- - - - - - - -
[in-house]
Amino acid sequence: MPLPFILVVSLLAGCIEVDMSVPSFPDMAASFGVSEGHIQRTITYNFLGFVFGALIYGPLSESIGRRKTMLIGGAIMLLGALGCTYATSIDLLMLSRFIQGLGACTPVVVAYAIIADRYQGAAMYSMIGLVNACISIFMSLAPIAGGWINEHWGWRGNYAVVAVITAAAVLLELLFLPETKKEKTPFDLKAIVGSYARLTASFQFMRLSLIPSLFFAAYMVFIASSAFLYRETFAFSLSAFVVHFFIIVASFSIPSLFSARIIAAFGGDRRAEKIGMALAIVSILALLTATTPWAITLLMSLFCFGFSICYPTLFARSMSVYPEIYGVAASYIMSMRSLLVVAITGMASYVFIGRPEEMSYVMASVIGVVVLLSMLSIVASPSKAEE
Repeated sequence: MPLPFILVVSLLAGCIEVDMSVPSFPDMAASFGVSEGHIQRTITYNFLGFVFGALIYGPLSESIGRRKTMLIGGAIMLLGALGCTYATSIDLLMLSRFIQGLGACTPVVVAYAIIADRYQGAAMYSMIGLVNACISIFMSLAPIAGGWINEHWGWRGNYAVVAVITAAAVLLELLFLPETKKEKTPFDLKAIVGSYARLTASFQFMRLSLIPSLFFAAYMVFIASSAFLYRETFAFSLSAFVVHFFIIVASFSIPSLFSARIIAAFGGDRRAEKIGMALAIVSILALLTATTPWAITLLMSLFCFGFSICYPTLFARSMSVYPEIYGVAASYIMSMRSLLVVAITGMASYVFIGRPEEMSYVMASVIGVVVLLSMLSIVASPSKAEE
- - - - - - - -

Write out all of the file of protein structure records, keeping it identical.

[in-house]
Amino acid sequence: MPLPFILVVSLLAGCIEVDMSVPSFPDMAASFGVSEGHIQRTITYNFLGFVFGALIYGPLSESIGRRKTMLIGGAIMLLGALGCTYATSIDLLMLSRFIQGLGACTPVVVAYAIIADRYQGAAMYSMIGLVNACISIFMSLAPIAGGWINEHWGWRGNYAVVAVITAAAVLLELLFLPETKKEKTPFDLKAIVGSYARLTASFQFMRLSLIPSLFFAAYMVFIASSAFLYRETFAFSLSAFVVHFFIIVASFSIPSLFSARIIAAFGGDRRAEKIGMALAIVSILALLTATTPWAITLLMSLFCFGFSICYPTLFARSMSVYPEIYGVAASYIMSMRSLLVVAITGMASYVFIGRPEEMSYVMASVIGVVVLLSMLSIVASPSKAEE
Repeated sequence: MPLPFILVVSLLAGCIEVDMSVPSFPDMAASFGVSEGHIQRTITYNFLGFVFGALIYGPLSESIGRRKTMLIGGAIMLLGALGCTYATSIDLLMLSRFIQGLGACTPVVVAYAIIADRYQGAAMYSMIGLVNACISIFMSLAPIAGGWINEHWGWRGNYAVVAVITAAAVLLELLFLPETKKEKTPFDLKAIVGSYARLTASFQFMRLSLIPSLFFAAYMVFIASSAFLYRETFAFSLSAFVVHFFIIVASFSIPSLFSARIIAAFGGDRRAEKIGMALAIVSILALLTATTPWAITLLMSLFCFGFSICYPTLFARSMSVYPEIYGVAASYIMSMRSLLVVAITGMASYVFIGRPEEMSYVMASVIGVVVLLSMLSIVASPSKAEE